What To Do If Your Kitten Is Stressed
What are the physical signs of a stressed or anxious kitten?
Kittens who are feeling anxious or stressed may display some of the following signs:
What other behaviour could signal stress and what can you do to relieve it?
- Crouching low to the ground
- Tense body
- Dilated pupils
- Panting — As this could also be a sign of sickness, it’s best to have your vet check your kitten for other symptoms to make sure that they’re not sick.
- Washing or licking more than usual — when your kitten is feeling stressed, they may over-groom by continually licking and/or chewing one specific area of their coat (think of some people suffering from anxiety who pull at their hair). This licking and biting could even cause an open sore to form.
It’s not only physical symptoms that you could look out for to see if your kitten may be stressed or anxious, though. Many times it is rather their actions that show that something is wrong. These actions or behaviour deviates from their normal behaviour, and can include:
Aggressiveness — If your kitten suddenly starts to bite and scratch when they didn’t before, they could feel that they or their territory is being threatened. They could also be bored, however, so some playtime should help! If they feel their territory is being threatened, it could be as simple as having new people in the home, or getting a new pet. Make sure that you don’t neglect to give your kitten attention. If someone visiting you is being aggressive towards the kitten when playing, also tell them to stop as this behaviour will not only put your kitten on the defence, but may frighten them so much that they are scared of all visitors in the future. Rather show them how you play with a kitten using a toy or even how to properly pick up and carry a kitten.
Destructive behaviour — While we might see the destruction of a roll of toilet paper as destructive behaviour, your kitten may have seen it as a way to play and let out all their energy. Make sure that they have enough kitten toys to keep them busy and spend some time with them playing and cuddling. Letting them know that they are loved and that they can trust you goes a long way when teaching them what they can do and what they shouldn’t do. Making sure that there’s enough to keep them busy while you are away at work, for instance, will go a long way in relieving any stress as they will be able to play around (and won’t make a game of knocking all the china off the shelf). If this becomes a real problem, though, speak to your vet as they may need some behavioural training intervention.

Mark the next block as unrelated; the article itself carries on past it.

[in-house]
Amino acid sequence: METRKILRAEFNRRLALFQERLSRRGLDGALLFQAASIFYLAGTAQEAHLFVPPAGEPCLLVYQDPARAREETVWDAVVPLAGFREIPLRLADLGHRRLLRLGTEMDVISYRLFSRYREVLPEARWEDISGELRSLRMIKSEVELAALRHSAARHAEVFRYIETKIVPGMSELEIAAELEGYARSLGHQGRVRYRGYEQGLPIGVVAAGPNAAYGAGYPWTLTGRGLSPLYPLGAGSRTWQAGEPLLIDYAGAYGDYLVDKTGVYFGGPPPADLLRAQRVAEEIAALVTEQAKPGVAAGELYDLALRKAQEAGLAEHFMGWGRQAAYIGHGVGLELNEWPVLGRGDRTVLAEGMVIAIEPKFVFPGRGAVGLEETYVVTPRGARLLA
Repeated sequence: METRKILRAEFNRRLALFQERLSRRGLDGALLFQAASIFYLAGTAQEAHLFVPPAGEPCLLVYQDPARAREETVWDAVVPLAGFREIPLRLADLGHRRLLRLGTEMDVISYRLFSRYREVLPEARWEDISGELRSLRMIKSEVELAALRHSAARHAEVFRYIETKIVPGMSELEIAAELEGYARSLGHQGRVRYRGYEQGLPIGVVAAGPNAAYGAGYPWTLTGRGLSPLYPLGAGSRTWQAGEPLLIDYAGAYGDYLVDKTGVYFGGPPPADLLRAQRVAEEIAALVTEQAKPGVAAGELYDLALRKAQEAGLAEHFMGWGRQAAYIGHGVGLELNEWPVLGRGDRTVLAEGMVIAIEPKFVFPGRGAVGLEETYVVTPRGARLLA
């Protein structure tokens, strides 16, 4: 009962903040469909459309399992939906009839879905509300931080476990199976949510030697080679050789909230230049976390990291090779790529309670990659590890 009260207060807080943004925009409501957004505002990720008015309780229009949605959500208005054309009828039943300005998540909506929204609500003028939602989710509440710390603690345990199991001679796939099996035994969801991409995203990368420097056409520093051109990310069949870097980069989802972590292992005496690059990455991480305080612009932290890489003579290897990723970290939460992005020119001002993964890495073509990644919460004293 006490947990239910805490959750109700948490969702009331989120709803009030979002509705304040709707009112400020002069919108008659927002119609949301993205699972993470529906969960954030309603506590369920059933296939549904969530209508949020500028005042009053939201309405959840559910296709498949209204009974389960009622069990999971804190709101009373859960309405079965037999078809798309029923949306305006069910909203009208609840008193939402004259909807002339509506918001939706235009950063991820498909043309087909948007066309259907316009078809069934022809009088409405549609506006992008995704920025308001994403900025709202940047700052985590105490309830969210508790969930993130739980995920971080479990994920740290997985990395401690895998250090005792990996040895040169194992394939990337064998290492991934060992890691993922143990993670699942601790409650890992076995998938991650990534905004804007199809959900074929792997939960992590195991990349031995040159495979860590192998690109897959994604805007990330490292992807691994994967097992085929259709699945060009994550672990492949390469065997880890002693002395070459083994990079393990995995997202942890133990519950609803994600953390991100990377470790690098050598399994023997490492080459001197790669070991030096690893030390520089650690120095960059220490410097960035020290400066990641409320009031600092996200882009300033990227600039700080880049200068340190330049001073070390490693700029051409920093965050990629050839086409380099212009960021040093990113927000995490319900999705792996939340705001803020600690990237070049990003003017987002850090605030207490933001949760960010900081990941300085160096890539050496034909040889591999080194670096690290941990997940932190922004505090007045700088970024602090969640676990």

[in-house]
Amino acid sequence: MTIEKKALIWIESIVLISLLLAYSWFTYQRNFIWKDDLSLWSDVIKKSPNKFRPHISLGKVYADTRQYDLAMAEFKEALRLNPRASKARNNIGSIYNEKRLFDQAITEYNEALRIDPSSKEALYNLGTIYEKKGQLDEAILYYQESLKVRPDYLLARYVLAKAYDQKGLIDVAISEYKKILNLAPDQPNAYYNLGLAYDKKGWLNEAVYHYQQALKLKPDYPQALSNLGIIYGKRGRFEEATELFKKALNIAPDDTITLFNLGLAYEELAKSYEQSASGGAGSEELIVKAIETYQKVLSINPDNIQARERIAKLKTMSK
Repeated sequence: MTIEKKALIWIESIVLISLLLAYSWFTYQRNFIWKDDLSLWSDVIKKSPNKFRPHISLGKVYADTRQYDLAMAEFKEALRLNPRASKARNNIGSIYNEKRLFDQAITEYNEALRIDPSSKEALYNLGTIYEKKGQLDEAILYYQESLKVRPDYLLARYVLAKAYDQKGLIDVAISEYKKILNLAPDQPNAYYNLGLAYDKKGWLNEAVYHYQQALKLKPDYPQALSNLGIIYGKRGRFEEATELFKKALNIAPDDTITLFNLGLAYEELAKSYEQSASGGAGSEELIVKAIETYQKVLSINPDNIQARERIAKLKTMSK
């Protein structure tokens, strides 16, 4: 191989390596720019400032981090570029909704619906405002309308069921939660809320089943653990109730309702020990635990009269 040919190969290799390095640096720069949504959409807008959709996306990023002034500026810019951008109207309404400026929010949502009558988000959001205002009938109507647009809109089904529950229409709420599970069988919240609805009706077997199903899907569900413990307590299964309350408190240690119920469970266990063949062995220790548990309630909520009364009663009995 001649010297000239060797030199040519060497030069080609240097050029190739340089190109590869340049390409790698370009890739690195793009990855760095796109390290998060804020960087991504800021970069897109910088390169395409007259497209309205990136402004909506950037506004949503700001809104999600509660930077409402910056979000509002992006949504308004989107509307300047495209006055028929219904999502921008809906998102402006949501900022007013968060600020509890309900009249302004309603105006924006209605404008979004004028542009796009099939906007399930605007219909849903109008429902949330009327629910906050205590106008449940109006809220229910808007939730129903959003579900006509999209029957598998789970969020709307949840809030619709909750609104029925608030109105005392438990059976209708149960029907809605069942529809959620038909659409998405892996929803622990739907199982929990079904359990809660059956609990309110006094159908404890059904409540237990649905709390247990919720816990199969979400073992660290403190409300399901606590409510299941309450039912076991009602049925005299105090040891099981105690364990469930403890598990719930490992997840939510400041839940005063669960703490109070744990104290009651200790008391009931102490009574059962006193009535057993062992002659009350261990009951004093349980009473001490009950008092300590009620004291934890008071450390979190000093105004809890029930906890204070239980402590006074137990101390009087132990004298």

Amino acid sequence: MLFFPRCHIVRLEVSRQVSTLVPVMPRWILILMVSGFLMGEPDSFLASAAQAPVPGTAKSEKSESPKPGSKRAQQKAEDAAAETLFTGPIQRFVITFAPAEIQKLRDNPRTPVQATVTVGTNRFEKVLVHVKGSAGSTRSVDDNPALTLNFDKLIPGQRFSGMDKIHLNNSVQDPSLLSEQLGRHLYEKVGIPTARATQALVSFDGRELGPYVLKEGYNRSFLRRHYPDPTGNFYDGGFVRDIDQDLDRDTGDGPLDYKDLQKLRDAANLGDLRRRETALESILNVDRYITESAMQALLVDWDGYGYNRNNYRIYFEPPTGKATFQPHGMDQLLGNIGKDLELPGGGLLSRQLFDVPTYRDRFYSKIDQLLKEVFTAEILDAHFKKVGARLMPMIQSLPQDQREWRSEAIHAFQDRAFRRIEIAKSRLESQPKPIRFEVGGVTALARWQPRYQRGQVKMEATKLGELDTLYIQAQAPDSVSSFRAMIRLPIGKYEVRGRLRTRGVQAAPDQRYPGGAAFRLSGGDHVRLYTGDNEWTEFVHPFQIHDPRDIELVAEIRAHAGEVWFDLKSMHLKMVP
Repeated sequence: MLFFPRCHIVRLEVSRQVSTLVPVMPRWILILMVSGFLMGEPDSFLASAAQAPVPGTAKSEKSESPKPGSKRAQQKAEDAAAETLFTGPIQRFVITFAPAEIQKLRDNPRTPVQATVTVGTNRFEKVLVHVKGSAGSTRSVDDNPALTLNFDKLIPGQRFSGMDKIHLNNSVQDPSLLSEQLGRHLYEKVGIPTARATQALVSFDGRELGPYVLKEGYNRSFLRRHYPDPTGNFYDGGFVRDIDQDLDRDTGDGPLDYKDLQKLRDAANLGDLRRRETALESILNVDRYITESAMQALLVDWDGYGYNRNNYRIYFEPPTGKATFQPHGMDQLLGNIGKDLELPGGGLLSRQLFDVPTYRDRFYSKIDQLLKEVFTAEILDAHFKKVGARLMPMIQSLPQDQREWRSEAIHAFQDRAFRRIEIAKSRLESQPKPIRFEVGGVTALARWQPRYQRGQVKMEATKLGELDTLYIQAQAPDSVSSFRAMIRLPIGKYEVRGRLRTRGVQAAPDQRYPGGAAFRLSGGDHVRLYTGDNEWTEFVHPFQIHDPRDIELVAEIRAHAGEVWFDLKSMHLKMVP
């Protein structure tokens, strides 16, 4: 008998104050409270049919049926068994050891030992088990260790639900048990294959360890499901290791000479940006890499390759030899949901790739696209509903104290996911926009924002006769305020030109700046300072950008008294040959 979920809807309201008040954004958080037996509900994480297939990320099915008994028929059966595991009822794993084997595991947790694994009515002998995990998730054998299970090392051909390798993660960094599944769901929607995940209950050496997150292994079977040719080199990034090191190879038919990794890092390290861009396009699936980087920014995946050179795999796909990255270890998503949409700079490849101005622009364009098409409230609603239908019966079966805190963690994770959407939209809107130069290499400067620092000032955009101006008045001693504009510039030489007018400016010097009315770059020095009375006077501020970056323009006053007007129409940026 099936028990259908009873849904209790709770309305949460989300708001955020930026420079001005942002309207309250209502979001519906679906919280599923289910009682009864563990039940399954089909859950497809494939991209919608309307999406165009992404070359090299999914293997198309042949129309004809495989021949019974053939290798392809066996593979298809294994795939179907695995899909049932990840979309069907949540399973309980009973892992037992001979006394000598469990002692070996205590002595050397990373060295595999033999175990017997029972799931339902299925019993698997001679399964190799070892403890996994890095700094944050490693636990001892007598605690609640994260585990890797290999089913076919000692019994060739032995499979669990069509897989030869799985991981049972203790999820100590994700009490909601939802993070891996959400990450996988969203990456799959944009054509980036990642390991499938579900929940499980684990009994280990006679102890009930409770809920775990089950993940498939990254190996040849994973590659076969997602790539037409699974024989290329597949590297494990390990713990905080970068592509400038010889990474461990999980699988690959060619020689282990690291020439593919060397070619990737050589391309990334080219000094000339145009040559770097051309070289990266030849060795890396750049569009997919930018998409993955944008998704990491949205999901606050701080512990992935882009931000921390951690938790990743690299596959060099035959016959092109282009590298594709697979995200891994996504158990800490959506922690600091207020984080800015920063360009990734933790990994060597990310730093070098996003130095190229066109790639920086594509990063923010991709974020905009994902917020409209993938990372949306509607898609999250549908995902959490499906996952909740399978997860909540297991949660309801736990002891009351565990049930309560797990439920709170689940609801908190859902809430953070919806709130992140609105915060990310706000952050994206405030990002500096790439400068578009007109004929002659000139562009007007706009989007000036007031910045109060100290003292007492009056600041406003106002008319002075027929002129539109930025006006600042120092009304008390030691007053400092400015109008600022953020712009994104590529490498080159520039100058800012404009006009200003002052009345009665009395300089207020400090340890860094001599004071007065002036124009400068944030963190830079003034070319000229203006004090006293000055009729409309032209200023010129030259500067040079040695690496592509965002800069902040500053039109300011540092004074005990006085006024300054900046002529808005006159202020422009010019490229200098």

Marking their territory — This especially happens if a new kitten has been introduced to the home or there has been a significant change in routine. To clean the places where there’s been ‘sprayed’, use a dilute disinfectant to remove the odour. Give your kitten lots of love and reassurance during this time. If it is an un-neutered male that has started to spray, to neuter him should take care of him spraying (and wanting to go roaming after females!).
Not using their litter box anymore, or having ‘accidents’ — Not using a litter box could be a sign of stress if your kitten is otherwise healthy. It is a good idea to also make sure that the litter box has been cleaned and that a dirty litter box is not the reason why your kitten is not using it. Cover the spot where it happened with some plastic or tinfoil after a thorough cleaning to deter your kitten from doing it again. If your kitten is still only a few weeks old, make sure that the litter box’s sides aren’t too high for them to get inside to use it. You should also give each cat their own litter box. If accidents keep happening, or you find that your kitten has diarrhoea or is vomiting as well, get them to the vet immediately as they may have any of a number of illnesses. Because kittens are so small, dehydration at a dangerous level occurs very quickly, so treat it as an emergency. If your kitten is healthy, however, it’s a good idea to speak to your vet about what you can do to help your kitten use their litter box only.
In some cases the origin of stress is easy to pinpoint, for instance loud noises like fire crackers being set off. In these cases, talk to your vet about your options for calming medication. Otherwise, be sure to stay with your kitten while there is noise and keep calm, talking in a soothing voice. You can also turn on some white noise or even soothing music. It may seem counter-intuitive to add more noise, but familiar and soothing sounds may help to calm your kitten down.
When in doubt, always consult with your vet if your kitten is acting out of sorts and there is no obvious origin of their stress.
Photo by Paul Hanaoka on Unsplash
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